Alas, mes amis, your faithful chronicler is under the weather this week, so a much-abbreviated writeup (which honestly, is about what this episode deserves).
- Poirot and Our Man Hastings play Monopoly constantly during this episode, appearing to do nothing else in their spare time over the course of a few days or a week. It’s a fun little running gag that works its way into conversation and even a minor plot point or two. Poirot wins a beauty contest, gets annoyed with Hastings blowing on the dice – it’s largely all gold when Monopoly shows up here.
- Japp Of The Yard gets to be competent and heroic, and even a little bit gleeful when his newfangled Control Room manages to apprehend a suspect thanks to their radios and car phones (what?).
To reinforce the theme of Monopoly, in the end we learn that the Banker always cheats, in this case by hiring Chinese “accomplices” to murder and steal a map to a lost silver mine[collapse]
- I… erm… that is…
- The mystery and tone established by the opening – a series of crosscuts between Poirot and Hastings dueling over the board game and a mysterious bearded Chinese man named Wu Ling checking into St. James (OH I SEE WHAT YOU DID THERE, POIROT) Hotel – is shoved aside pretty quickly into the episode when a dead body purporting to be Ling looks nothing like the dude we opened on.
- And yet! Literally the rest of the episode the script tries to make it a BIG MYSTERY about how Wu Ling ended up dead in an alley without his map to a lost silver mine, when I am mentally screaming, “The dead guy is clearly fifty pounds heavier and has no resemblance at all to Faux Wu Ling!” I understand why our heroes don’t know — they haven’t seen what we saw in the opening — but obviously the viewer knows, so why pretend differently?
- Clues are dropped randomly and deductions given without explanation. If someone can explain to me how Poirot knew
that Faux Wu Ling wearing teeth blackener is significant when no mention is made at all about his teeth (blackened or otherwise), I’m all ears. The fact that the way Faux Wu Ling signed his date in the hotel register points to him being an American is only clever if you give us some indication of what month it is in the first place.[collapse]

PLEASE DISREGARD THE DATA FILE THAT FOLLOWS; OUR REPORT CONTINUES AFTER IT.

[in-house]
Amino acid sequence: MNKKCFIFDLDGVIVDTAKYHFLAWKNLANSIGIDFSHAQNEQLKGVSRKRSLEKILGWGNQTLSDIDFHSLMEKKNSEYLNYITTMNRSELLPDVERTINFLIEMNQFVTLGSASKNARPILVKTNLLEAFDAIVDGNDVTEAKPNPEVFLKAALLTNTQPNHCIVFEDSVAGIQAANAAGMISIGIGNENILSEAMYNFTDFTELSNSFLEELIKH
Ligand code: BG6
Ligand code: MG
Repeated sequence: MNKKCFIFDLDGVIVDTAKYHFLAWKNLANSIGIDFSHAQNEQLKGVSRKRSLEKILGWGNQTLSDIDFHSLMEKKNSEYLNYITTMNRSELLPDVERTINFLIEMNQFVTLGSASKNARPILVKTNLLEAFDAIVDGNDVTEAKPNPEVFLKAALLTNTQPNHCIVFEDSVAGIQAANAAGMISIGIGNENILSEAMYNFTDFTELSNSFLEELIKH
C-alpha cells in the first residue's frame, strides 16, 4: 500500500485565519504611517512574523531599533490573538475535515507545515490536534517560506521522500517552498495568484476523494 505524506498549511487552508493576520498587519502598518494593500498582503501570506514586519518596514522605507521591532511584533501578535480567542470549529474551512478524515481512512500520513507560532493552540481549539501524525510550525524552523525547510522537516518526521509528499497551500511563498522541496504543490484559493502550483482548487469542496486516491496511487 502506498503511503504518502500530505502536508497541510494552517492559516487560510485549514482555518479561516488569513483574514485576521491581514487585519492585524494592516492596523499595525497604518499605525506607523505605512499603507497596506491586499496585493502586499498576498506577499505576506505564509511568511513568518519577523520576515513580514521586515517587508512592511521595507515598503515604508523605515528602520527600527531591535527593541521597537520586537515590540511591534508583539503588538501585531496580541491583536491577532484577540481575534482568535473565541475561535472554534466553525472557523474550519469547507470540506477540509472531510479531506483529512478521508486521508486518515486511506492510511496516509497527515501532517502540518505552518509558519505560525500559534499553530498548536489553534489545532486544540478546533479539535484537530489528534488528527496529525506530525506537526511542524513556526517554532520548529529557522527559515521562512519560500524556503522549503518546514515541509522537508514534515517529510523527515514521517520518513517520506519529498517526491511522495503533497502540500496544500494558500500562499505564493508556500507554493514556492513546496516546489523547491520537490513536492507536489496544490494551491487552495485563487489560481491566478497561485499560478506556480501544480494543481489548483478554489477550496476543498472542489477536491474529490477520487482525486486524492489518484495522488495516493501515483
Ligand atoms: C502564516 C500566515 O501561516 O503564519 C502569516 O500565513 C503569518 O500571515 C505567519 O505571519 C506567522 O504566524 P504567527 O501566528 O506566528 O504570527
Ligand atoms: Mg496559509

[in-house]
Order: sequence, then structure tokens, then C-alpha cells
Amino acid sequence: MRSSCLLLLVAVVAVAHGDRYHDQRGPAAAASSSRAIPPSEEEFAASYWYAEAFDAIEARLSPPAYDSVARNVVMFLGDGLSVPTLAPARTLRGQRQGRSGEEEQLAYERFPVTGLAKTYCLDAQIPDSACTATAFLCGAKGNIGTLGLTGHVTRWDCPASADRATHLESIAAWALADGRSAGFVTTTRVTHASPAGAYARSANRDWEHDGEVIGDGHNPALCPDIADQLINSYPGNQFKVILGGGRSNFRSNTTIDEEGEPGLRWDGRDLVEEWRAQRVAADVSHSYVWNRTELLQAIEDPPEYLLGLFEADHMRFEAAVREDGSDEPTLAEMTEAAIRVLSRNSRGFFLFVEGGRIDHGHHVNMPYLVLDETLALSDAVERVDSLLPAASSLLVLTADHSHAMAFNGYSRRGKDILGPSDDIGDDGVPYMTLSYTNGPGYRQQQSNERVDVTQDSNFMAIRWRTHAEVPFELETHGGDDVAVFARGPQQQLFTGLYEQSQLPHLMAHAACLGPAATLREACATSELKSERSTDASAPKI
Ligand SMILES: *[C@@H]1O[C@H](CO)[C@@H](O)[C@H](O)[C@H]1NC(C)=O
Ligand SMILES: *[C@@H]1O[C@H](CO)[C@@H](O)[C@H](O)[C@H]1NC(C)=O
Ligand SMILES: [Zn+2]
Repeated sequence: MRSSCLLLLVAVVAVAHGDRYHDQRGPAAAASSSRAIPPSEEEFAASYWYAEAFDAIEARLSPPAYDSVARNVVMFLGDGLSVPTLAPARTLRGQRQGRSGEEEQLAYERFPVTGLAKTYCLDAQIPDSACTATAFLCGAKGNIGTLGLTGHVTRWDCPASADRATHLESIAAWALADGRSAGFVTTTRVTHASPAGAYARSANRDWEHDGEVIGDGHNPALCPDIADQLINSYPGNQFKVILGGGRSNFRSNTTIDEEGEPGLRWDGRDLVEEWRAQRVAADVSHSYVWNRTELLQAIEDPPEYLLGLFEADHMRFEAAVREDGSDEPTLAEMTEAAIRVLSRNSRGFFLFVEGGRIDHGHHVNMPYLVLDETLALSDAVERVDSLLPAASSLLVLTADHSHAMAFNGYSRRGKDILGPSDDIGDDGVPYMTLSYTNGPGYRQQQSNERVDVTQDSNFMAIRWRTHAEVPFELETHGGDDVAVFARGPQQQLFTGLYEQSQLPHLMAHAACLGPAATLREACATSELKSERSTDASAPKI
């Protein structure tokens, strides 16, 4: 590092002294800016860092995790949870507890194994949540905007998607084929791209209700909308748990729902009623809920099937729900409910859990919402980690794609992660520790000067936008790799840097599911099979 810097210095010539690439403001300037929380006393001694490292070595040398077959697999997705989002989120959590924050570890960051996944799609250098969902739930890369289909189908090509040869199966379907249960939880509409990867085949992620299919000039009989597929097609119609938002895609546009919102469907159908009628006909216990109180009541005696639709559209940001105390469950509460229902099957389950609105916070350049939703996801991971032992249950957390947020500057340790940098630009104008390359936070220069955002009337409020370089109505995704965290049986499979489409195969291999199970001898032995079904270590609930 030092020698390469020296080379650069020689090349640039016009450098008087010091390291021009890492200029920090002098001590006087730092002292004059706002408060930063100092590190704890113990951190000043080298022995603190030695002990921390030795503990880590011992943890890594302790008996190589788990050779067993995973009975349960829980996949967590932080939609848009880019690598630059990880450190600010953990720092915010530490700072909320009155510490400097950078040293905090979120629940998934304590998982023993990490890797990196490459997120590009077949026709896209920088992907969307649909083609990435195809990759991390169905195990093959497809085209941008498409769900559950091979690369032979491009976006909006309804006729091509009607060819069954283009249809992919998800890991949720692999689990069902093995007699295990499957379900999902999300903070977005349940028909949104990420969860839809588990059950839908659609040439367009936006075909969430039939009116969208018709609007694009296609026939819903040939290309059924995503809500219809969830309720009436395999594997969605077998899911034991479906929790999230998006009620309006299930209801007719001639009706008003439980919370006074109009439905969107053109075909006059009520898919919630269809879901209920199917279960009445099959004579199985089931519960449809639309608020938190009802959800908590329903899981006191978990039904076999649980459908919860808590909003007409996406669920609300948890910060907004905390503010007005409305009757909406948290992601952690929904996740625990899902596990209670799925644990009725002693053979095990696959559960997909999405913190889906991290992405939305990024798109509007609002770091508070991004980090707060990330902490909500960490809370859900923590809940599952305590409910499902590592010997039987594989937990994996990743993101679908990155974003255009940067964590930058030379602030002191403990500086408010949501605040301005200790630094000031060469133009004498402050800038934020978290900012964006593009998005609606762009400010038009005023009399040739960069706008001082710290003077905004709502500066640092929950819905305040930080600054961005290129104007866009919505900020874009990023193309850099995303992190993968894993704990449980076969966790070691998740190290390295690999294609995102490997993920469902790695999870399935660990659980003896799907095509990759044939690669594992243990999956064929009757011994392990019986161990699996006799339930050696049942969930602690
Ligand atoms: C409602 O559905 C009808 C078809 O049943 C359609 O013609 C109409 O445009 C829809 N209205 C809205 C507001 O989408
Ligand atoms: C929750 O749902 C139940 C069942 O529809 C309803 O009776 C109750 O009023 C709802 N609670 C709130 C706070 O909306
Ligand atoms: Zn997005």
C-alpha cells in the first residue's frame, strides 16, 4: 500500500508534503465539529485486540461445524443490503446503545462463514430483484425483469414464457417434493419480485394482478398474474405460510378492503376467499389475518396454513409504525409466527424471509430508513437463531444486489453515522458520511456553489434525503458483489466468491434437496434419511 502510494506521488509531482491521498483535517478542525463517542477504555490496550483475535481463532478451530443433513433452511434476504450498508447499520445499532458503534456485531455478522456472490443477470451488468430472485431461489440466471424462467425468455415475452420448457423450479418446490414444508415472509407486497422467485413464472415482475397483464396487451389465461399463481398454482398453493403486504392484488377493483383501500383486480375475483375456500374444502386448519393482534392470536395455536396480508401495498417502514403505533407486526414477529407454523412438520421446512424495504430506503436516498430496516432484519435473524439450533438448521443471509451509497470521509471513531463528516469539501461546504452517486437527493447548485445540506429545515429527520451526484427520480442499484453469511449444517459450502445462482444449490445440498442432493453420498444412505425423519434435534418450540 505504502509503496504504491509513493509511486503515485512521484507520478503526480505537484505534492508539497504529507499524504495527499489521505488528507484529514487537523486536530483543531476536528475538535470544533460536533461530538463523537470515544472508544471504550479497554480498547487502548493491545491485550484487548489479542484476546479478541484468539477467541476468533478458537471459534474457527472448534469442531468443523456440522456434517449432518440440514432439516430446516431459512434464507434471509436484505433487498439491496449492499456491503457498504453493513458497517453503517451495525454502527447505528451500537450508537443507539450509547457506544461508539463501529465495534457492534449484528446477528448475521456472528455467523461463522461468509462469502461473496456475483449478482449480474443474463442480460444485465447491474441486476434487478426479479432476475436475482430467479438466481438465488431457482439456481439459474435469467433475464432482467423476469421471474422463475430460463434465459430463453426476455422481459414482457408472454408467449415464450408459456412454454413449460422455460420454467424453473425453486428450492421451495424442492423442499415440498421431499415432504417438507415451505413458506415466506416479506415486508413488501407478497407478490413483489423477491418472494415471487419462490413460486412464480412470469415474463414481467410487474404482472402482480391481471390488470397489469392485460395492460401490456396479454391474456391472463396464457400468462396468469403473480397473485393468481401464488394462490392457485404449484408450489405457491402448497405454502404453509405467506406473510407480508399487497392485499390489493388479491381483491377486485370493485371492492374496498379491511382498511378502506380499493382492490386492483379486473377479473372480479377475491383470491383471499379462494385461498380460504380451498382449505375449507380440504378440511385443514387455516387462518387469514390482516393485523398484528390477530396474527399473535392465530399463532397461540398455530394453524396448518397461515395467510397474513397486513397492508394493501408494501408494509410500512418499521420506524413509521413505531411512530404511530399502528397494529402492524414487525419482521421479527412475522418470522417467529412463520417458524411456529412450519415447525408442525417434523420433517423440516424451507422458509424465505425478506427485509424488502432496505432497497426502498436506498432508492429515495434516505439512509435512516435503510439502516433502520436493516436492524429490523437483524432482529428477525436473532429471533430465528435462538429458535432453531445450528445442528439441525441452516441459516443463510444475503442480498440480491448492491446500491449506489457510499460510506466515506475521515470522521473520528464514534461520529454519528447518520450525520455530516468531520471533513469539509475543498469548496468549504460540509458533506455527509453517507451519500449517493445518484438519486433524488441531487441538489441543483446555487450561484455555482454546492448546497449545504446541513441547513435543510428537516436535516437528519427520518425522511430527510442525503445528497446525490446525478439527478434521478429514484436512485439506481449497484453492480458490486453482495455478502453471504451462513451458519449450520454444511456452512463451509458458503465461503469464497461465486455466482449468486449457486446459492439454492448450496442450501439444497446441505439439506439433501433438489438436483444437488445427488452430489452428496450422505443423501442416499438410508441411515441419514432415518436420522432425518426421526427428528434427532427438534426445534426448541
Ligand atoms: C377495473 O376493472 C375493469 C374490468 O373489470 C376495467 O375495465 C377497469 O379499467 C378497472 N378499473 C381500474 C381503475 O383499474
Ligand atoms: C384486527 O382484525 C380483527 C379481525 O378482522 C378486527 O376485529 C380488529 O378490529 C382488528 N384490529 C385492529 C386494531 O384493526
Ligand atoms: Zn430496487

- There’s a fair bit of just-teetering-on-“Yellow Peril” at work here, from Japp’s distrust of seemingly anything remotely Asian (“Chinese handwriting. Very sinister.”) to the cartoony over-the-top Chinatown locations. I’m not saying it’s done with malice – I’d guess in fact it’s very likely an accurate reflection of period attitudes – but it often comes off as cartoony and cliched, and we’ve seen the show tackle bigotry and cultural differences with more nuance than what we see here (opium dens, Chinese “love you long time” prostitutes).
- Large swaths of the hour are just… boring. Japp’s coordinated car captures go on far too long, the subplot about Poirot’s overdrawn bank account is more irritating than funny (until the punchline at the end), and there’s too much time chasing too many suspects that fail to interest or even menace. Plus, the fact that the viewer knows the central conceit of the mystery and is just waiting for everyone else to catch up to them makes it doubly (HAR!) painful.
Anyway, that’s about it this week. Maybe it’s being ill making me overly grumpy about this one, but there’s just no hiding the fact that this is lesser Poirot. I’m down for the count, but – like the next episode, I’ll be much better a week from now… hang on, let’s do this part right at least:
Next Week, On Poirot: Murderous husbands! Poisoned wives! I’m getting hungry for some sort of small game hen, maybe with a side dish of mushy peas and arsenic? Sounds like time for “The Cornish Mystery”!